And Joseph took the body and wrapped it in a clean linen cloth, and laid it in his own new tomb, which he had hewn out in the rock; and he rolled a large stone against the entrance of the tomb and went away. And Mary Magdalene was there, and the other Mary, sitting opposite the grave. (Matthew 27:59b-61)
The two Marys, sitting opposite the grave. In some translations it says that this was a garden, so when I picture this, I imagine two women on a park bench surrounded by flora. Mark tells us the women were looking on to see where Jesus is laid. Luke writes that the women returned and prepared spices and perfumes. Matthew is the one who tells us the women are just sitting there.
Maybe from his perspective, it appeared as if they were doing nothing. But they weren’t. They were probably crumpled, holding one another as they wept. They sat because there was nothing else they could do. They didn’t have the strength to stand, to walk bravely home, together, alone, while Jesus’s tomb disappeared in the distance behind them.
They definitely weren’t waiting, expectantly, for a front-row seat to the resurrection. They were waiting there to finish the burial ceremony before the Sabbath passed.
Jesus spent hundreds of years preparing his followers for his death. In prophecy and parable, he told them. He warned them. But no words or stories or scriptures prepared them for this. They’d given years of their lives to this man. He was the hope of the world. And He died. Was buried. He betrayed them by leaving. Their hearts went dark. It was over.
I can’t leave this image behind–the two women sitting, paralyzed by their grief, with no room in their hearts for hope. It’s too familiar to me.
I’ve lived for months at a time, years even, sitting outside the tomb. My life has come crashing down on me like Atlantic Ocean waves, the deadly rip current pulling me under as I thrashed and panicked, thinking, this is it. This is the end. Wishing that it was, because there was no rescue for me.
I spent years struggling against a darkness that threatened to consume me, asking God, “Where are you?” “What are you doing?” Praying, “You promised me that all things worked together for good, but this? This is too much.” I was crumpled outside the tomb, grieving, weary of the threat of continued living in a pain-wracked, sin-sick world.
All of us have felt that ache of emptiness or loneliness or lostness that forces us to ask, “Why are you not here?” For some of us, it’s long years of surviving abuse, living every day with the damage done. For others, it’s an addiction, secret and shameful, that leaves us feeling like we’ll never be free. The death of a friend, a parent, a child. Job loss. Financial hardship. Failure. Marriages on the brink, infidelity, separation, and divorce. Children who live in your home and yet feel lost to you. The ravages of chronic illness. The suffocating shadow of depression.
How many of us here are living, suspended, in this state of waiting?None of us plan on sitting outside a tomb, believing our story is over and there will be no happy ending. But the tomb has to be there. It’s the quintessential plot device. And we have to spend some time sitting outside of it. It’s where repentance finds us. Where we finally, reluctantly reveal our brokenness. It’s where healing happens. It’s the place where waiting and wisdom collide.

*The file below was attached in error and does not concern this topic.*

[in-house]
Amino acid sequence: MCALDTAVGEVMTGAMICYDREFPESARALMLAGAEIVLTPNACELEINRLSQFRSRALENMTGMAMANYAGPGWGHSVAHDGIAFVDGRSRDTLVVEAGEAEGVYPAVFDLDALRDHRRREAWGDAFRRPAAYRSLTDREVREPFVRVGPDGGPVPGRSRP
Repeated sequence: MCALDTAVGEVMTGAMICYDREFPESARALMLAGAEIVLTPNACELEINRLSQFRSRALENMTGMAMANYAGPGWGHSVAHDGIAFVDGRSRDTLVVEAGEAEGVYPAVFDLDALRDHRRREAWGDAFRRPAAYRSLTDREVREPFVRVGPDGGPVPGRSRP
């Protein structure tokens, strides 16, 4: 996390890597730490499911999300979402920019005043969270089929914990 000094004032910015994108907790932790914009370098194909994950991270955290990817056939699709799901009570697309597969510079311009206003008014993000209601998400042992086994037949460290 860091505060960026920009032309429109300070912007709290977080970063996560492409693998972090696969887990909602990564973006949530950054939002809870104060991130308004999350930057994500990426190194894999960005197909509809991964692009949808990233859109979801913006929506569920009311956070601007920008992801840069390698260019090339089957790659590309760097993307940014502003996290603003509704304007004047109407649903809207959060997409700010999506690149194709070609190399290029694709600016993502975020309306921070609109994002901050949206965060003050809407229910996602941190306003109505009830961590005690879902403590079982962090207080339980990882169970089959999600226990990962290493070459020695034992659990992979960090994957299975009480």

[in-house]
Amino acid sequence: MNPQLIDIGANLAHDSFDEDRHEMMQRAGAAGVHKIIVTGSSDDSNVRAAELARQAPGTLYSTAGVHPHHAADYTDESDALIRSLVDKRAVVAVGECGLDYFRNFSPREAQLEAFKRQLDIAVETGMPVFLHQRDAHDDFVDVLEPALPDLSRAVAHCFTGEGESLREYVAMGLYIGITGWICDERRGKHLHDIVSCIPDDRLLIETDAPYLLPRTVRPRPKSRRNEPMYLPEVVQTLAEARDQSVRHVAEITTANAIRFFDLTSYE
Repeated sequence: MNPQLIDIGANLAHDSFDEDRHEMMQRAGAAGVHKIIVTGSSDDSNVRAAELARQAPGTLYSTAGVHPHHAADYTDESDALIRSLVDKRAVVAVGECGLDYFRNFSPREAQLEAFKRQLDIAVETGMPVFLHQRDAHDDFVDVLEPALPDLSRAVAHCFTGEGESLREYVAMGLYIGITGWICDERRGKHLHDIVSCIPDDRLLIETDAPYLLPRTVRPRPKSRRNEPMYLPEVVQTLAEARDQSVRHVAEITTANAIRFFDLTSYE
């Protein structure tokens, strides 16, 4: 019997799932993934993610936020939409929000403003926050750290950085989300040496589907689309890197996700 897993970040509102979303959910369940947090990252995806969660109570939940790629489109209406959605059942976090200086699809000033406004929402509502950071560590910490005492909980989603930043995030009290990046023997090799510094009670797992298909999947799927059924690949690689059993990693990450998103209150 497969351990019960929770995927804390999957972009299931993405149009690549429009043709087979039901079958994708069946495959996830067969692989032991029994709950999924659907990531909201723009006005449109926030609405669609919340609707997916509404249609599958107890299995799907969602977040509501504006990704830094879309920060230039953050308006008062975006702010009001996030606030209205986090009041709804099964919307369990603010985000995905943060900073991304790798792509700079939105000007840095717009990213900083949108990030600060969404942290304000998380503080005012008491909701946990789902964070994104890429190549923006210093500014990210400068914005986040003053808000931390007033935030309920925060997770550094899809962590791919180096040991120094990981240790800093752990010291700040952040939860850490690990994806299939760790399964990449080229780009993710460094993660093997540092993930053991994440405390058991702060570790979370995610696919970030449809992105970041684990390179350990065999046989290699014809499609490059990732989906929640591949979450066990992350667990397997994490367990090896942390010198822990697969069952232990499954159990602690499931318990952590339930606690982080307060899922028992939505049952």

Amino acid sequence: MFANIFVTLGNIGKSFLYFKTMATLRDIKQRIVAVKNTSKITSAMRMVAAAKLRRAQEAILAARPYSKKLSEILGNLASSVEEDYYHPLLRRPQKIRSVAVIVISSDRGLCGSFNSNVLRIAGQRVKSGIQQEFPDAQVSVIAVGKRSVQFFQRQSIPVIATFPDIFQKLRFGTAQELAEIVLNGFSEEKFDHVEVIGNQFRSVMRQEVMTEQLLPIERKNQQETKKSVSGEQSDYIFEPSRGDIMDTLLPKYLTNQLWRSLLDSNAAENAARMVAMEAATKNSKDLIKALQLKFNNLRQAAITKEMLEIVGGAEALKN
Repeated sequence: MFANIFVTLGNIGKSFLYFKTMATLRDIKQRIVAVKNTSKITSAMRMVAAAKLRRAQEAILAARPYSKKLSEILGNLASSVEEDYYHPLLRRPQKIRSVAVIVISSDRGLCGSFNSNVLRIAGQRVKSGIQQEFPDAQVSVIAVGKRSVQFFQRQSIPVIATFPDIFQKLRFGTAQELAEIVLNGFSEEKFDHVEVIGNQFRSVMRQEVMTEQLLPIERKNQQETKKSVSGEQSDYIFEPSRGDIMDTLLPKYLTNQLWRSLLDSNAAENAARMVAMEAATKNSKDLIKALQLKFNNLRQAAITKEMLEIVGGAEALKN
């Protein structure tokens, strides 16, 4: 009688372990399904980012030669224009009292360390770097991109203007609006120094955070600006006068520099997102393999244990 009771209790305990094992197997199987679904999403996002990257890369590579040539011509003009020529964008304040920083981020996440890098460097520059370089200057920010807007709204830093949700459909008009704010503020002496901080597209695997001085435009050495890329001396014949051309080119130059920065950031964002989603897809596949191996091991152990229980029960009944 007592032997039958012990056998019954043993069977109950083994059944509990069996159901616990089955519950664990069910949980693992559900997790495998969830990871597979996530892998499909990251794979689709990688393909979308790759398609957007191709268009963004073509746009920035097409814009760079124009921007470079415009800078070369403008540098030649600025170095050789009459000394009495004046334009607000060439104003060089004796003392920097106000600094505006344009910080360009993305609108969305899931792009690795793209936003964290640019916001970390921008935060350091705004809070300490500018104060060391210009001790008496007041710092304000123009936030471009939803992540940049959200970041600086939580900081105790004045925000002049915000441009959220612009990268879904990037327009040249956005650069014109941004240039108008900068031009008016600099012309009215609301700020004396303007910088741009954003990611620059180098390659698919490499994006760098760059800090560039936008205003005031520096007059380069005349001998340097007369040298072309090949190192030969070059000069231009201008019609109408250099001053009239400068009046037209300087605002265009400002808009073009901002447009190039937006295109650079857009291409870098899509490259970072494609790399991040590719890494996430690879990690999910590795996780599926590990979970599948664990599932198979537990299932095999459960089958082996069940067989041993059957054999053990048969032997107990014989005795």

Without the tomb, none of us is rescued. Without the tomb, the story is incomplete and worthless. Without the tomb, there is no place or reason for resurrection. Life doesn’t end at the tomb, or even inside the tomb. The tomb is the pinnacle of the most unlikely of fantasy stories—a man who comes back from the dead because he wants children to know that they were worth dying for, and even more, worth defeating death for.
The tomb is a gift that breaks our hearts open wide enough that only the resurrection can heal them.
J. R. R. Tolkien created a literary term for this: “eucatastrophe,” from the Greek meaning good destruction. Destruction with a purpose, a meaning, that brings about an eventual good. Here’s how he describes it:
“I coined the word ‘eucatastrophe’: the sudden happy turn in a story which pierces you with a joy that brings tears. And I was there led to the view that it produces its peculiar effect because it is a sudden glimpse of Truth. I concluded by saying that the Resurrection was the greatest ‘eucatastrophe’ possible in the greatest Fairy Story.”
In his essay, “On Fairy-Stories,” Tolkien describes eucatastrophe further:
“But the ‘consolation’ of fairy-tales has another aspect . . . Far more important is the Consolation of the Happy Ending. . . . The consolation of fairy-stories, the joy of the happy ending: or more correctly of the good catastrophe. It does not deny the existence of dyscatastrophe, of sorrow and failure: the possibility of these is necessary to the joy of deliverance; it denies universal final defeat. It is the mark of a good fairy-story.”
Tolkien’s eucatastrophe is at the heart of the Gospel story, and Jesus gives his followers a rare opportunity to experience the “sudden and miraculous grace” of prophecy fulfilled by the Son of God. He himself is the good that comes from the catastrophe. And we have the rare opportunity of living in the aftermath of that good destruction, of living in this grace that is permanent and unchanging, personal and eternal, a story we have been written into and that has been dedicated to us, for even though we ourselves experience weeping and mourning in this veil of tears, He has overcome the world for us, and our joy will be made complete.
Go on ahead and go home
Go on ahead and go home
The spirits of the dead will meet you up ahead
You won’t be alone …
In the deep of the night,
By the river so still, where sorrows come to heal
and wrongs are made right
Down in the deep of the night,
On a creaking porch swing, the ancient ones sing
“everything is alright”